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Tuesday, September 25, 2012

Python: combine lists or dictionaries

I have written some tests to see which approach is quickest to combine/reduce data where keys overlap. I tested whether it is better to store the data in lists or dictionaries. It turns out stacking lists and then using defaultdict (method 5) is the fastest. Using itertools.groupby() was the slowest.

The code is here http://pastebin.com/KM74xheZ


387299 1.15799999237 2.4681637353
387299 0.80999994278 2.4681637353
387299 0.805000066757 2.4681637353
387299 0.775000095367 2.4681637353
387299 0.677999973297 2.4681637353

Thursday, September 13, 2012

Is MapReduce on AWS fast?

I have been playing around with Elastic MapReduce on AWS. I ran the wordsplitter example from the AWS tutorial. The job took 3 minutes to complete the word count on 12 files.

I then wrote the whole thing in native Python using a dictionary (without MapReduce), this took 4 seconds to run on the EC2 server. So actually I am not that impressed with MapReduce, it might be due to file access or job creation but still hard to see what the fuss is about.

Tuesday, September 11, 2012

Predictive problems in customer FMCG analysis

Here are six areas in customer FMCG analysis which can be solved by predictive modelling:
NPD
o How can we predict the S shape of new product sales at earliest stage possibly
Customer targeting
o Which offers are most relevant for which customers (at what time) - to increase participation
Propensity to buy (cross sell)
o Who are the best targets for a product/category – to increase sales
Similarity (customers or products)
o Both can be used to recommend additional products to customers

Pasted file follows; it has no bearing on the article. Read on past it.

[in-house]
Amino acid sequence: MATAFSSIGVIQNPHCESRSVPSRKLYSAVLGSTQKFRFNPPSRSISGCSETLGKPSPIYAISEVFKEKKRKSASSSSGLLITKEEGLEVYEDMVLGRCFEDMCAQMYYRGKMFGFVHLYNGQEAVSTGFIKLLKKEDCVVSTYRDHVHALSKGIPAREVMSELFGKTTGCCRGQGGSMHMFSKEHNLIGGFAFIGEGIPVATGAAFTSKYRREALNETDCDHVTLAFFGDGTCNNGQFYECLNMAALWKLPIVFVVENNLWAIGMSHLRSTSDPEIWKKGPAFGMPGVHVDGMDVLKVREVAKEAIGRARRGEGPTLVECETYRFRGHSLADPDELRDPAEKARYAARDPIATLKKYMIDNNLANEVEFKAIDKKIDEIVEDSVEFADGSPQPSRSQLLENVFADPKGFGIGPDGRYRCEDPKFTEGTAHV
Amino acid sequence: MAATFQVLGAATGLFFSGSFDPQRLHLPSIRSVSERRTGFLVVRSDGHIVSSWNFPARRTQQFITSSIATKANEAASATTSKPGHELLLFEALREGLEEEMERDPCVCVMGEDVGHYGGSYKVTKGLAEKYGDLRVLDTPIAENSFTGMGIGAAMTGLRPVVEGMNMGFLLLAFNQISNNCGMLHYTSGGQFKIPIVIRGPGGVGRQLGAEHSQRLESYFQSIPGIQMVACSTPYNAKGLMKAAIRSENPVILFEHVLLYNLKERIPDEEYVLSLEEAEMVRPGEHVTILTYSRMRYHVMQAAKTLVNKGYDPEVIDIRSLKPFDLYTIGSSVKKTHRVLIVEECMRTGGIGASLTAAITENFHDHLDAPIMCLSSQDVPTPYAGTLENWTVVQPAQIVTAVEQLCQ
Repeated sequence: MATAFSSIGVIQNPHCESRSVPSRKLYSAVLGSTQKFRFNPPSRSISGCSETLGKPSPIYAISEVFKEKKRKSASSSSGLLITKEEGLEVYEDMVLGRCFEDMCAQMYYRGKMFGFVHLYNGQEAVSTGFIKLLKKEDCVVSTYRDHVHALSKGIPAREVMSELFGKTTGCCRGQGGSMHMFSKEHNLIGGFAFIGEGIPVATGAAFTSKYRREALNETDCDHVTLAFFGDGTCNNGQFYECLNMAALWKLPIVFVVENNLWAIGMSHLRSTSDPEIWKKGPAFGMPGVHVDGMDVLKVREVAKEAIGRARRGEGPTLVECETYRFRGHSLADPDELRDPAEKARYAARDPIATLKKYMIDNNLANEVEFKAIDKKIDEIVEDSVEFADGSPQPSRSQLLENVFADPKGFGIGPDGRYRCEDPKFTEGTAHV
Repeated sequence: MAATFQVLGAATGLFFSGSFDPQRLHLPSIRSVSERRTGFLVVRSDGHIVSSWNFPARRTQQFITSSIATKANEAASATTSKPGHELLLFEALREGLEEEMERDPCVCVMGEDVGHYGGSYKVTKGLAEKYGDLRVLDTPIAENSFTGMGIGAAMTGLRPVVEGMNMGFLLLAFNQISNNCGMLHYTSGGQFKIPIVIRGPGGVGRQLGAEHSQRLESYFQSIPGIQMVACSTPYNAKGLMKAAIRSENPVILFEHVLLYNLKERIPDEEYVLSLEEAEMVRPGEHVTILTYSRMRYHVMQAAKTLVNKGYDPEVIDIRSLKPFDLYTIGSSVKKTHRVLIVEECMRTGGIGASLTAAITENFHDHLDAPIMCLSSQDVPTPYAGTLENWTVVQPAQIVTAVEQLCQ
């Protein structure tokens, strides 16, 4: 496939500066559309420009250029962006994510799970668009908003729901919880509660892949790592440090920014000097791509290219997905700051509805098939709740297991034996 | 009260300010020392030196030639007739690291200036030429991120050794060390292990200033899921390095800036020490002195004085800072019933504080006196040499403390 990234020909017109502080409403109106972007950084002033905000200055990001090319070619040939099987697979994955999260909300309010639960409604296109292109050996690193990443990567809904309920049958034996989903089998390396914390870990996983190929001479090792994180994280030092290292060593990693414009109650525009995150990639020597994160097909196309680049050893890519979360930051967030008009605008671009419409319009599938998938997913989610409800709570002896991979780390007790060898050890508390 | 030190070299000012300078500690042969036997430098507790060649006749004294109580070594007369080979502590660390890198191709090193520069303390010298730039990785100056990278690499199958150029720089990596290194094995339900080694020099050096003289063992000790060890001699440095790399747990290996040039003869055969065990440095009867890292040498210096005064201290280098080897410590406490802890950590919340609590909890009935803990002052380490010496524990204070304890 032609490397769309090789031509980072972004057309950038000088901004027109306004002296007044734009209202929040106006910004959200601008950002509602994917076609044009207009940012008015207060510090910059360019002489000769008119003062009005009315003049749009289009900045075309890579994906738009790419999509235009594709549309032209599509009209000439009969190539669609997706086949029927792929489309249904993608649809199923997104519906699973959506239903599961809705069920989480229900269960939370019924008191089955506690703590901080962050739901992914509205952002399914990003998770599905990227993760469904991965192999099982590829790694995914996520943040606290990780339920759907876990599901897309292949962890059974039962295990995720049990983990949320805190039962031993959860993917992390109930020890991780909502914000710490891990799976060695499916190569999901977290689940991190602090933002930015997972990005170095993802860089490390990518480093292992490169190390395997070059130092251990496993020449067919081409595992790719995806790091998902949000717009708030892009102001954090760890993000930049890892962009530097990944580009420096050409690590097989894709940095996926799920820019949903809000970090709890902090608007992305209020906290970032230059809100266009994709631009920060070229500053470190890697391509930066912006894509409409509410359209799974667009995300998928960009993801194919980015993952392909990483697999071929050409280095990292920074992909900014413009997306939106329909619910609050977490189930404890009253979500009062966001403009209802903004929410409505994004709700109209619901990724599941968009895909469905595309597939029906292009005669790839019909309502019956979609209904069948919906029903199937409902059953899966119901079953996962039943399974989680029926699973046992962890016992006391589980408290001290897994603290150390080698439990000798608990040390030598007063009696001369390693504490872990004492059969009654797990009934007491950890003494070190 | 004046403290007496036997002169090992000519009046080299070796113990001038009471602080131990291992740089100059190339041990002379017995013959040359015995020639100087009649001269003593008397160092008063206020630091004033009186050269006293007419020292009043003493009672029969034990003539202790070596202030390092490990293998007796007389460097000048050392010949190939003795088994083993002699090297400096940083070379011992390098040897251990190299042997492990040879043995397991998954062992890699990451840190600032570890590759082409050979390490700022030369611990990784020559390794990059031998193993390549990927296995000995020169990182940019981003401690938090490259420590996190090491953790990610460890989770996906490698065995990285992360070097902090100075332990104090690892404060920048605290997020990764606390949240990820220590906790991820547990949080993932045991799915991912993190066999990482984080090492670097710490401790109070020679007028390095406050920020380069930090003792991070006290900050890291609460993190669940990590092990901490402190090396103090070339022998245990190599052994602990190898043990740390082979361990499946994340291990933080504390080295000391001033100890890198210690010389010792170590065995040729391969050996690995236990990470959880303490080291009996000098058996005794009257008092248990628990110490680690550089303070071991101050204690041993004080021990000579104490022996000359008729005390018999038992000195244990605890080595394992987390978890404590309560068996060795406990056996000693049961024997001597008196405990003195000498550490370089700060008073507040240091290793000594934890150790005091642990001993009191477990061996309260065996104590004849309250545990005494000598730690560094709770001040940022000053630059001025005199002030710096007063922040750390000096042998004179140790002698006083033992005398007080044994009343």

Promotions (optimisation)
o Which mechanic and discount on which product delivers most ROI
Life stage and events
o Family types
o New family member, pregnancy
o New job/wealth
Some of these are getting addressed by retailers today; others will grow in the future. If you want to share ideas on any of those, of course let me know.

Post crisis agency relationship

The relationship between clients and analytical agencies has shifted. This is due to three reasons:
Abundance of data storage and computing power
Need to tighten budgets (especially post 2008)
Time to extract knowledge from agencies
Clients have learned that analysis is not rocket science anymore. They have brought a lot of capacity in-house. New technical solutions have made it possible to get around drawn out, bureaucratic IT projects. The focus has shifted from service to product.
Of the three reasons, the second one is most often neglected, but it means agencies need to prove their viability again and again.
The question is how agencies will respond. One answer can be syndication. By aggregating cross-client data they can create synergetic solutions which all parties can gain from.
Another answer is protection of intellectual property (IP). Previously it was assumed that algorithms cannot be copied because it takes too much time to reverse engineer. With more and more open source solutions, approaches can be borrowed quite easily. The output might not be the same but similar.
A third answer can be analytical talent. If agencies can secure the best talent (ie become more expensive – which goes against the tight budget issue), they could persuade clients to stick with them.